Role of Clinically Indicated Transbronchial Lung Biopsies in the Management of Pediatric Post-Lung Transplant Patients

Christina L. Greene, Brian Reemtsen, Anastasios Charalanpos Polimenakos, Monica Horn, Winfield Wells

Research output: Contribution to journalArticle

10 Citations (Scopus)

Abstract

Background: Although transbronchial biopsy (TBB) is the definitive method for diagnosing graft dysfunction after pediatric lung transplantation, concern over procedural complications has limited its use. We reviewed our institutional experience with clinically indicated TBB to determine its safety and efficacy with emphasis on how biopsy findings altered management. Methods: A retrospective chart review was done of 61 pediatric lung transplantation patients undergoing 179 TBB procedures. Data were collected on pre-TBB symptoms, pulmonary function testing, and imaging studies. The prebiopsy diagnosis was noted and compared with the findings from TBB to see how frequently treatment changed after biopsy. Results: Age at TBB ranged from 2 months to 20 years, with an average of 3 biopsies per patient. There was no procedure-related mortality. The incidence of complications was 9% and included important bleeding with spontaneous resolution in 6% and pneumothorax in 3%. The usual indication for TBB was a change in the chest roentgenogram, frequently accompanied by a decrease in flows on spirometry. The TBB specimens were adequate for pathologic analysis 92% of the time, and a specific pathologic diagnosis could be made in 54% of cases. The findings from TBB altered the clinical management of the patient 64% of the time. Conclusions: In pediatric lung transplant recipients presenting with graft dysfunction, TBB is a low-risk diagnostic procedure that yields clinically useful information in a majority of cases. In our experience, the findings from TBB altered medical treatment in 64% of patients. Treatment was most often changed in the group diagnosed with rejection as the probable cause of graft dysfunction.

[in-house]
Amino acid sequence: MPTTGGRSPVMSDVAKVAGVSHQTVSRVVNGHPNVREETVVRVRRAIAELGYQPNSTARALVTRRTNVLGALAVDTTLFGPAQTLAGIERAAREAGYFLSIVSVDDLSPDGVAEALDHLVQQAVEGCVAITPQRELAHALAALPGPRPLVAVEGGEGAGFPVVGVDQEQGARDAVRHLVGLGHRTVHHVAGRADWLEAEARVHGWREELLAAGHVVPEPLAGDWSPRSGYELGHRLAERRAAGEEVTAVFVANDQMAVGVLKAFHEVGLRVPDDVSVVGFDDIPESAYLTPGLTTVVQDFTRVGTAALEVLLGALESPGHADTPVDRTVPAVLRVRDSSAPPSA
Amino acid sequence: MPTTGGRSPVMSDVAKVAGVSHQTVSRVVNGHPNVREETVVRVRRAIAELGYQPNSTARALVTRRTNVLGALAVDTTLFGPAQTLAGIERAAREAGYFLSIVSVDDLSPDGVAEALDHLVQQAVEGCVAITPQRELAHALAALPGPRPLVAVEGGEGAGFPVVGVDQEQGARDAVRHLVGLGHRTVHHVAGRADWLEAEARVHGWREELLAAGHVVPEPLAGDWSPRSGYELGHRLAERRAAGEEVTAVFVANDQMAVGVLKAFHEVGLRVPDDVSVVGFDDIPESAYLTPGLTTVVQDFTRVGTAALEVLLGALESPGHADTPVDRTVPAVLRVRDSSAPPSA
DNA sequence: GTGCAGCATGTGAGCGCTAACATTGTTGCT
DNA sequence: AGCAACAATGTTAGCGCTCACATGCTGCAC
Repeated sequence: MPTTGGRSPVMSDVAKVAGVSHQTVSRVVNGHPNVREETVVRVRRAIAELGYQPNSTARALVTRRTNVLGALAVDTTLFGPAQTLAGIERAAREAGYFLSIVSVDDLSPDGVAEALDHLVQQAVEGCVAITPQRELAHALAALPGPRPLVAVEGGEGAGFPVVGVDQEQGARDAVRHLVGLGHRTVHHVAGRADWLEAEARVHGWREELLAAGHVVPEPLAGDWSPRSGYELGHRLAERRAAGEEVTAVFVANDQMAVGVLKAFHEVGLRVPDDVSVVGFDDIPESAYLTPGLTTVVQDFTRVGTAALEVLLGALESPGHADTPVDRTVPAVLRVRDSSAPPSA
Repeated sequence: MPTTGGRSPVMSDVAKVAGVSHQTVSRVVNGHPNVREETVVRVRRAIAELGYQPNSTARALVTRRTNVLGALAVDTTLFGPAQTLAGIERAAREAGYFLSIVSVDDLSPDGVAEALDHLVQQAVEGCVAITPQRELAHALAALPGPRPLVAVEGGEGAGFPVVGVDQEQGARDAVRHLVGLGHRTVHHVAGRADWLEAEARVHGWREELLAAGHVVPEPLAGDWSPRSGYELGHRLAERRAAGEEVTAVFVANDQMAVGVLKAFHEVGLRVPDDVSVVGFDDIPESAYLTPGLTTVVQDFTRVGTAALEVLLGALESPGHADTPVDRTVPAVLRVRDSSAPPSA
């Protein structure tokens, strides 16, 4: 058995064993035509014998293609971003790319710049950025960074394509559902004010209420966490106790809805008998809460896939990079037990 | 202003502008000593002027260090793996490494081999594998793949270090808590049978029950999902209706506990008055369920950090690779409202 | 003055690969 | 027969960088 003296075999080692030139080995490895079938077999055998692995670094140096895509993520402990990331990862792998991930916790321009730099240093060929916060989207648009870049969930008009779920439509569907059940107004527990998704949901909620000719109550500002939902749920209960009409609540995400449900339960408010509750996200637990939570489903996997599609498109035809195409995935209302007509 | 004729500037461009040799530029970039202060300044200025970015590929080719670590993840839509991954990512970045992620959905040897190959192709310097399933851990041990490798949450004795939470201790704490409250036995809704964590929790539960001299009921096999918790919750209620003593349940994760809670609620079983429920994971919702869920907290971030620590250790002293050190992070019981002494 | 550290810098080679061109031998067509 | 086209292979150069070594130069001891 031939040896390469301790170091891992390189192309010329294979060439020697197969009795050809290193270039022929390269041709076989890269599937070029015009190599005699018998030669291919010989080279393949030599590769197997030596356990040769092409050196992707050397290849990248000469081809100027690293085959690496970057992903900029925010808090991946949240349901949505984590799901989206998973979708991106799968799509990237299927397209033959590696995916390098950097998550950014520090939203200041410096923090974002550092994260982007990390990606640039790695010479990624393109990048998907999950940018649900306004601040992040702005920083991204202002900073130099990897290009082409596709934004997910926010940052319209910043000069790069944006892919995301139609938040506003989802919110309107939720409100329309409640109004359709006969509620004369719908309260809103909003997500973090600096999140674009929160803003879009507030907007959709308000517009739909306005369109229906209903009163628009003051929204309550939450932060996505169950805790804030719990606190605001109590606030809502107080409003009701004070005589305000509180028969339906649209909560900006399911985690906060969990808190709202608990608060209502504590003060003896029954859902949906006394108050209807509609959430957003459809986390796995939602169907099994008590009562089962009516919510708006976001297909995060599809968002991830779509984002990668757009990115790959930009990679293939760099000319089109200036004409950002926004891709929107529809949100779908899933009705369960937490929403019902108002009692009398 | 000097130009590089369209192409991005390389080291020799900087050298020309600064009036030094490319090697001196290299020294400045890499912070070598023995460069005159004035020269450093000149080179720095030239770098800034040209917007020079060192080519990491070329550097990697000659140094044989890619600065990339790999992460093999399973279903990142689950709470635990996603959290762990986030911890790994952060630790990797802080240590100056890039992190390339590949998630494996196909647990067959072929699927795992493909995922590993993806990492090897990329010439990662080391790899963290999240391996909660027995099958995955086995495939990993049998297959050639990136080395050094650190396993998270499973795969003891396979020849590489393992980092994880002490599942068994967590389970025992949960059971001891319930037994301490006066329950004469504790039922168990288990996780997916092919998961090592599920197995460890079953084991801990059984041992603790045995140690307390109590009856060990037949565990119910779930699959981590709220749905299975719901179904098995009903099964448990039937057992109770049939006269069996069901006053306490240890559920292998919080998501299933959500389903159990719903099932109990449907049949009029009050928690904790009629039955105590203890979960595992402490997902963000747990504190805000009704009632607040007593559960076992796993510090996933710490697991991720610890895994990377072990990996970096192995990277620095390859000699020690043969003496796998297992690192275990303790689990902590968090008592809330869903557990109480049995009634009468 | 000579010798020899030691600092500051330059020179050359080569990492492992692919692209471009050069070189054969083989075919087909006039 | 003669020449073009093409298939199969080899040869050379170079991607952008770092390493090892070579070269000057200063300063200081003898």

Original languageEnglish (US)
Pages (from-to)198-203
Number of pages6
JournalAnnals of Thoracic Surgery
Volume86
Issue number1
DOIs
StatePublished - Jul 1 2008
Externally publishedYes

Fingerprint

Pediatrics
Transplants
Biopsy
Lung
Lung Transplantation
Spirometry
Pneumothorax
Thorax